SQL Server 2003 Compared to other SQL Server Versions

ODBC applications have the power to access data in a lot of leading database management systems (DBMS) through the use of ODBC drivers that have encrypted access. To run ODBC applications it is imperative that programmers get familiar with both ODBC programming and managing SQL Server.

In architecture, Microsoft SQL Server ODBC driver has to employ the components of standard SQL Server needed in the communication process between the client application and the database server. The ODBC driver can disregard the older versions of the SQL Server because the ODBS driver can directly write data to the same Net-Library layer that is employed by the DB Library.

The ODBC driver manager which looks like a very slim layer is able to manage communications that take place between the working application per se and the ODBC drivers. ODBC driver manager specifically loads the available modules found in the drivers and then delivers all the ODBC requests to the driver.

The SQL Server ODBC driver is the single DLL (Dynamic Link Library) that replies to all calls made by the applications to the ODBC application programming interface. It can also do data translation, wherein the statements that came from applications that contain syntax not supported by SQL Server into Transact-SQL syntax which in turn gets passed to the server.

The SQL Server Client Network Library allows the communications that take place in the driver via the SQL Net-Libraries Server and the Tabular Data Stream. The protocol for SQL Server TDS is in fact a half-duplex procedure that contains self-sufficient result sets. Such results are optimized with an access to the database.

The ODBC driver manager, SQL Server ODBC driver, and the SQL Server Client Network Library are just some of the components in the architecture of Microsoft SQL Server that employs ODBC.

Microsoft has become the leading trendsetter of applications employed by many organizations and business enterprises. Its role as a provider of solutions, applications, and tools in developing and managing databases has become indispensable. Hence, technologies like the SQL Server Replication has come to a test when it comes to copying and distributing data and other database objects which in turn will provide database and consistency and synchronization.

The technology of SQL Server Replication does not only allow copying and distribution of data to maintain data management consistency and harmonization but the distribution of such data across locations. This means that through SQL Server Replication, different locations such as remote end-users, mobile users from the wide-ranging area networks, dial up connection users, and even wireless connection users or web users will become part of the data distribution.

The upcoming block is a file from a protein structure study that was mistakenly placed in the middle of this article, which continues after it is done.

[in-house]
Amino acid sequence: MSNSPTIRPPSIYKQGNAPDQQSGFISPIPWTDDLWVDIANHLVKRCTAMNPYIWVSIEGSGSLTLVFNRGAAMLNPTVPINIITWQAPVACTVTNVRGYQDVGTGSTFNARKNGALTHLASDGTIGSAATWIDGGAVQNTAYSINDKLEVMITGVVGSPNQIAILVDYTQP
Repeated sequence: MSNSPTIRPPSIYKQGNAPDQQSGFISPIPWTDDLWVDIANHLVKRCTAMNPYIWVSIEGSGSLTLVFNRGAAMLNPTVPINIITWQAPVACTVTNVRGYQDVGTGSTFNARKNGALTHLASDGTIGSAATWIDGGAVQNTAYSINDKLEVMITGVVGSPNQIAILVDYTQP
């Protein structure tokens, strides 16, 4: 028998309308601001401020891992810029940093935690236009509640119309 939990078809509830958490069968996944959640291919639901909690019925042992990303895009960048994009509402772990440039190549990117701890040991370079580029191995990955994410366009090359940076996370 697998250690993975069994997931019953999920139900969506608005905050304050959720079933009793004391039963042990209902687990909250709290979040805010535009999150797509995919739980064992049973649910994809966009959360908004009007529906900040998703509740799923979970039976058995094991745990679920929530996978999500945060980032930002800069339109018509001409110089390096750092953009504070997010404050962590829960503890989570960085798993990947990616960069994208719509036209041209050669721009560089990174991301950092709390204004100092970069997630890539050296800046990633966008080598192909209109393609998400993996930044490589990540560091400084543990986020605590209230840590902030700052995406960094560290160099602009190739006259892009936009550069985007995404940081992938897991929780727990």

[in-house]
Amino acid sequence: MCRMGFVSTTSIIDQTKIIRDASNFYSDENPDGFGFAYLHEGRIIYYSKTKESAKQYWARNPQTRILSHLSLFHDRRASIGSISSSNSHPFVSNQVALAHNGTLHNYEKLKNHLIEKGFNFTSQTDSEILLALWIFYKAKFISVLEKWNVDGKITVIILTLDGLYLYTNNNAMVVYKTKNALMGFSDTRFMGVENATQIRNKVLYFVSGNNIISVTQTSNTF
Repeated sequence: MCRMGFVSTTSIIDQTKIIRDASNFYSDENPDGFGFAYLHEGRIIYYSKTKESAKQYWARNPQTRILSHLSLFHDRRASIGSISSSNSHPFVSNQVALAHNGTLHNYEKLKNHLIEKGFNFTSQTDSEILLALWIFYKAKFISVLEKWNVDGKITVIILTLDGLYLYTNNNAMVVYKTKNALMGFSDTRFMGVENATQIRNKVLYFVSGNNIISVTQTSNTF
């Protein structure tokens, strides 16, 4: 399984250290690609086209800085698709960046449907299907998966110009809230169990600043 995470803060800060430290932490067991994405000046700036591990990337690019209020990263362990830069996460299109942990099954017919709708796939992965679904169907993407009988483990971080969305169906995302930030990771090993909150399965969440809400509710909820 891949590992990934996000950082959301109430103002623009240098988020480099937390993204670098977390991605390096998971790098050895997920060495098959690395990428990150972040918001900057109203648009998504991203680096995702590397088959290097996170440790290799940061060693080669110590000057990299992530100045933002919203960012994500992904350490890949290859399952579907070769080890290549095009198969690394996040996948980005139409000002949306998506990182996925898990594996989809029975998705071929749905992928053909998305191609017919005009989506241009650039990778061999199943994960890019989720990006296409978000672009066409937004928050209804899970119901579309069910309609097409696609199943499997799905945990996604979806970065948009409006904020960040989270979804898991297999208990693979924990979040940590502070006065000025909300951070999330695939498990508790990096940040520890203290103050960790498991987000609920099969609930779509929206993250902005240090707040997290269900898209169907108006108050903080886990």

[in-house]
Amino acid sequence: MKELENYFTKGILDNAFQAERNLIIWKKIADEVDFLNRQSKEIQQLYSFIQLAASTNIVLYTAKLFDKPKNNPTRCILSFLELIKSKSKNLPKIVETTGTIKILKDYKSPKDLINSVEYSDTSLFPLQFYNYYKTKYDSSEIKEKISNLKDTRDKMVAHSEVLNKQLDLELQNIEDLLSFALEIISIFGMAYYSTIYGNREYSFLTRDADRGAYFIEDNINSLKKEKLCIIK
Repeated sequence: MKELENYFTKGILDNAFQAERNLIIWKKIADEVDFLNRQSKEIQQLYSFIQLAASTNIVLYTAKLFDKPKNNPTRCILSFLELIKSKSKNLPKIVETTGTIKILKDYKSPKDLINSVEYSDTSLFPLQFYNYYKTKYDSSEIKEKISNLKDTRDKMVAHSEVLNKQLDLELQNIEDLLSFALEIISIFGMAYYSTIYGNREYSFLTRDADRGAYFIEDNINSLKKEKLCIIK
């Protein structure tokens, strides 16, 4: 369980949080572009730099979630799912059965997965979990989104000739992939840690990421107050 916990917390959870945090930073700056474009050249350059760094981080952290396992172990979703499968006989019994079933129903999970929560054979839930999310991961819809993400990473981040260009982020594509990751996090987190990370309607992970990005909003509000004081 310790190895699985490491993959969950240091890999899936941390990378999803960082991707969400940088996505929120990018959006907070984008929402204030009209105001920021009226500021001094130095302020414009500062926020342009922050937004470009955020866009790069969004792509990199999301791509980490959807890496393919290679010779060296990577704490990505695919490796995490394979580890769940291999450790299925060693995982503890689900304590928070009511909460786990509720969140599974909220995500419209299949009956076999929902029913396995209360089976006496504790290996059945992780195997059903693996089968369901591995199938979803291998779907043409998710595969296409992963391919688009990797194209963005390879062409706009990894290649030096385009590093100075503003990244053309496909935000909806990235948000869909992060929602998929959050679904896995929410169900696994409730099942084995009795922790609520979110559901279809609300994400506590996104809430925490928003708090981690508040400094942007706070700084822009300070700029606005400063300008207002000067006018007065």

When it comes to server-to-server scenarios, transactional replication is employed because it requires high volume of data to be handled so that scalability and availability will be enhanced. Also, through transactional replication data warehousing, integration of data that comes from multiple-level sites, combination of diverse data, and the processing of delegated operations.

Another type of SQL Server Replication is the merge replication which was formulated to chiefly process mobile applications and other server applications that have possibilities of causing conflicts. Some of the recurring conflicting scenarios are: the exchange of data among mobile users, the applications for Point of Sales, and the integration and management of data from a manifold of sites.

Finally, snapshot replication is designed to give preliminary set of data from transactional and merge replication. More so, snapshot replication is also capable of completely refreshing data that deemed to be suitable.

The three replication types only shows how SQL server can become so powerful in terms of synchronizing and making the system flexible found in every enterprise.

The first Microsoft SQL Server version was released in 1989 and was named SQL Server 1.0. As years passed by, Microsoft continuously developed and released enhanced SQL Server versions. But with the many versions of SQL Server the company has released, it never created something with the name “SQL Server 2003.” However, there are still people who keep on saying that there is an SQL Server 2003. Well, officially, there is no such SQL Server version. The “SQL Server 2003” that people refer to is the SQL Server 2000 64-bit Edition which was released in the year 2003. This is also called as the SQL Server version 8.0.

Compared to its predecessors, the SQL Server 2003 offers improved memory and better processing performance. However, this version was never successful compared to its successors like the SQL Server 2005. Some experts say that the SQL Server 2003 is just like the SQL Server 2000. They only differ on the platform where they can be used. The 2000 edition is for 32-bit platforms while the 2003 is for the 64-bit platforms.

Anyway, there are still organizations relying on the SQL Server 2003 because they specially need a 64-bit platform. But not a tremendous number of organizations are using this kind of platform, and so, they end up using later versions like the SQL Server 2005.

Students or IT professionals who are interested to dig deeper on the functionalities of the SQL Server 2003 and its differences compared with other versions can easily find books on the topic. There are downloadable ebooks about the SQL Server 2003 discussing its different features and functionalities.